UAB - The University of Alabama at Birmingham

Privacy and Anonymity on the Internet

Today’s internet is being used by millions of users worldwide for a variety of applications, such as web browsing, streaming video/audio, Voice over-IP (VoIP), social networking, text messaging/chat, web search and peer-to-peer (P2P) applications (file sharing, video streaming). Such internet usage via these applications, however, illicitly leaks certain information that can be privy to the users and can lead to identity-theft, unwanted tracking (such as RIAA’s tracking of users sharing pirated/copyrighted content using P2P applications) and an adverse psychological impact on users. Public release of AOL web search queries is a well-known example that shows that current internet usage can have serious consequences on users’ privacy.  The same applies to user’s location privacy in the context of location-based services and user’s attribute privacy in the context of online social networks, such as Facebook . Moreover, for reasons such as to enjoy “freedom of speech”, it might be beneficial for the users to remain anonymous on the internet.

In this project, our focus is on technological solutions that can help address the problem of  user’s privacy. In particular, we are interested in protecting the privacy of user’s queries when performing web search and location-based search. Many techniques have been proposed aiming to address the problem. One set of solutions involves the use of private information retrieval (PIR) protocols, which are a generic body of work. However, current PIR protocols, due to their high communication and computation overload, are not feasible to be deployed in practice with the existing infrastructure. A second class of solutions is based on the principle of query obfuscation, where a client-side software injects {noisy} queries into the stream of real queries transmitted to the service. These methods may protect the user against profiling, thereby preventing implicit privacy violations. We posit, however, that an adversarial service provider can distinguish between user’s queries and obfuscation queries with high accuracy, and can identify a large fraction of user’s queries.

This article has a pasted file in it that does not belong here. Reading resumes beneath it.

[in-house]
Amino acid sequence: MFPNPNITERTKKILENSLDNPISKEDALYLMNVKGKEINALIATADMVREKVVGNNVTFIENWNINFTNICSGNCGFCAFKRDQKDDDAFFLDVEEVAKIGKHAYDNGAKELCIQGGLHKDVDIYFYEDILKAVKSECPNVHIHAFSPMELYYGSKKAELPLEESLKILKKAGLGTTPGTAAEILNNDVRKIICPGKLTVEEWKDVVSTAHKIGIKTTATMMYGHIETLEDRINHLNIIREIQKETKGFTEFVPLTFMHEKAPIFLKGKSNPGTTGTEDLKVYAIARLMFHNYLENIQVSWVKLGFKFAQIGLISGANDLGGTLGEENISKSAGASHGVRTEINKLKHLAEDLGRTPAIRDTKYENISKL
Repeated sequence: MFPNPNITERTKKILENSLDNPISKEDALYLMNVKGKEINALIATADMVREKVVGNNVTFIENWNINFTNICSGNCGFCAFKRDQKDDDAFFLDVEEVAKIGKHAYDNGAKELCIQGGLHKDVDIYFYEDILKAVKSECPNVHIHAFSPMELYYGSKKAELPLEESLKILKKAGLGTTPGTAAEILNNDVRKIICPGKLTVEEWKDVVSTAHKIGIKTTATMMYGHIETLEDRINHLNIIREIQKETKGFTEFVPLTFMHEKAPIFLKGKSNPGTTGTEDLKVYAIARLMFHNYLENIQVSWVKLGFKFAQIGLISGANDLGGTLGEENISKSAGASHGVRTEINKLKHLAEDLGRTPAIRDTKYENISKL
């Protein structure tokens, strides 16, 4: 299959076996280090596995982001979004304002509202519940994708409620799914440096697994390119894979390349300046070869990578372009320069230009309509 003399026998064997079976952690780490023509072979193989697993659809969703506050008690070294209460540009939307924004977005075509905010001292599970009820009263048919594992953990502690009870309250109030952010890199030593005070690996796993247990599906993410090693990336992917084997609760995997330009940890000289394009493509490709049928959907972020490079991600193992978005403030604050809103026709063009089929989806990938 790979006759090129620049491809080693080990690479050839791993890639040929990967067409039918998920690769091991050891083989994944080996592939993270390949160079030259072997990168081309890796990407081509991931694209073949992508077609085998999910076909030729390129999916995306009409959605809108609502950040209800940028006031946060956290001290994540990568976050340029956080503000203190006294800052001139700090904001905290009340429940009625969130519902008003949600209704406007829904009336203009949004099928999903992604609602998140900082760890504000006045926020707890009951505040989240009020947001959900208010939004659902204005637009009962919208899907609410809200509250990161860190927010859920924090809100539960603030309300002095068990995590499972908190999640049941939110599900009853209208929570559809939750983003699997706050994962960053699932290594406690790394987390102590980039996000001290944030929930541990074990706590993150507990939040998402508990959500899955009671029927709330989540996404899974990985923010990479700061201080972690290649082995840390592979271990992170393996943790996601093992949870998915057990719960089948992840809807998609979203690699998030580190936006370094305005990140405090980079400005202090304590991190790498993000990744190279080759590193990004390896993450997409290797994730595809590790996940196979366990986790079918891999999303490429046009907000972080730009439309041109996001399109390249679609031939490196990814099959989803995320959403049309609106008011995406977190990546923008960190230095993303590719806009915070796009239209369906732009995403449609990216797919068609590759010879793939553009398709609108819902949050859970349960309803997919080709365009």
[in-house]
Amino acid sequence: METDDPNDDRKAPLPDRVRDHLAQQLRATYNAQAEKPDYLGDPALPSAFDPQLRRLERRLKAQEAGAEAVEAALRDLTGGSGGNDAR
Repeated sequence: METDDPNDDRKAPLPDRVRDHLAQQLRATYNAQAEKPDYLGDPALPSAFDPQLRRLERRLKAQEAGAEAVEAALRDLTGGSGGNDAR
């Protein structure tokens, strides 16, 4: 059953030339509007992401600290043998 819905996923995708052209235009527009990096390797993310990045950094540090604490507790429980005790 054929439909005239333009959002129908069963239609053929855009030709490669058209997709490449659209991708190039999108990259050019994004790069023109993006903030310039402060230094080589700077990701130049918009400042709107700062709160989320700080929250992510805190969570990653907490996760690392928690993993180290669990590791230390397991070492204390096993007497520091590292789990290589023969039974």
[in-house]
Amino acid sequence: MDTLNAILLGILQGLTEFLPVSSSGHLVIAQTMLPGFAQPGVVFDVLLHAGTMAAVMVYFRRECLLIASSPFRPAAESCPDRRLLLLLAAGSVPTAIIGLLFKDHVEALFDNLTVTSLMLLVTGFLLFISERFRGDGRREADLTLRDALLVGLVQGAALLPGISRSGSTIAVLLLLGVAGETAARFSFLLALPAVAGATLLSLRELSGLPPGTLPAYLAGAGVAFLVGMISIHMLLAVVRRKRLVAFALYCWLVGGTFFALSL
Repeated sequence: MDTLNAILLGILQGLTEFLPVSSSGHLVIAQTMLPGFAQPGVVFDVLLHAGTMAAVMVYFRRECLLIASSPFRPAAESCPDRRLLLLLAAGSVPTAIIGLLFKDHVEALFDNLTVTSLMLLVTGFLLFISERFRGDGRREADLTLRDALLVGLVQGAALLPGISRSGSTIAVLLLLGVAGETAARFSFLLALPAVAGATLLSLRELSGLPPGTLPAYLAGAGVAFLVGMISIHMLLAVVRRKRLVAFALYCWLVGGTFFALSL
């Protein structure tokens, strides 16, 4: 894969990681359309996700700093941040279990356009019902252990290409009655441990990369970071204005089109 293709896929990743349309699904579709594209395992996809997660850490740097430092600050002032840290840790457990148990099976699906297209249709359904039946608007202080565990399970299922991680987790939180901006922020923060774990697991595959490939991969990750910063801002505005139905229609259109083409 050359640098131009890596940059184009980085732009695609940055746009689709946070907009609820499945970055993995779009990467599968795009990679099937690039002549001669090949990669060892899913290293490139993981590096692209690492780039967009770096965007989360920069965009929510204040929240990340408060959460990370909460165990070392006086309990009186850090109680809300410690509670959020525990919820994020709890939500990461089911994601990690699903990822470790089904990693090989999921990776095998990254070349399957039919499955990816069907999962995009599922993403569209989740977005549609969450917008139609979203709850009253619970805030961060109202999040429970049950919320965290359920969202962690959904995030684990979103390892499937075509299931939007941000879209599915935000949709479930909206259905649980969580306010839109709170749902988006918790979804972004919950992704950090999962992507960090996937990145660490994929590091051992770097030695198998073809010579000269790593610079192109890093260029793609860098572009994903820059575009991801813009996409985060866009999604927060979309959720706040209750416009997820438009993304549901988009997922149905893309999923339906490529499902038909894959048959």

Breaking Location Privacy: Our results show that it is possible to correlate actual source/destination pairs even when noisy pairs are inserted

Another approach involves the use of third-party infrastructure such as a single proxy, e.g., Scroogle or an anonymizing network, e.g., Tor.  The use of single proxy is problematic because it requires the users to impose (unwanted) trust on to a single server hosted by a third-party company. Web search over an anonymizing network, which is the focus of our paper, certainly provides better protection and fault-tolerance than the use of a single proxy.  An anonymizing network is typically implemented using onion routing and it involves routing one’s queries over a path consisting of a series of nodes (called relay servers) distributed all over the internet. This way the actual source of a query would potentially remain hidden from the service provider.

In this project, we launch a deep investigation as to the level of privacy protection provided to the users when posing search queries via an anonymizing network or using a query obfuscation tool. On a broader note, we believe that the insights drawn from our work will help guide the design of future privacy-preserving tools, better resistant to automated privacy attacks. In fact, we identify areas for improvement in the existing query obfuscation tools, making them more robust to such automated attacks. As part of the project, we are also exploring sensing-enabled channels for anonymous communication (e.g., covert messages delivered to a mobile device via a TV or radio program).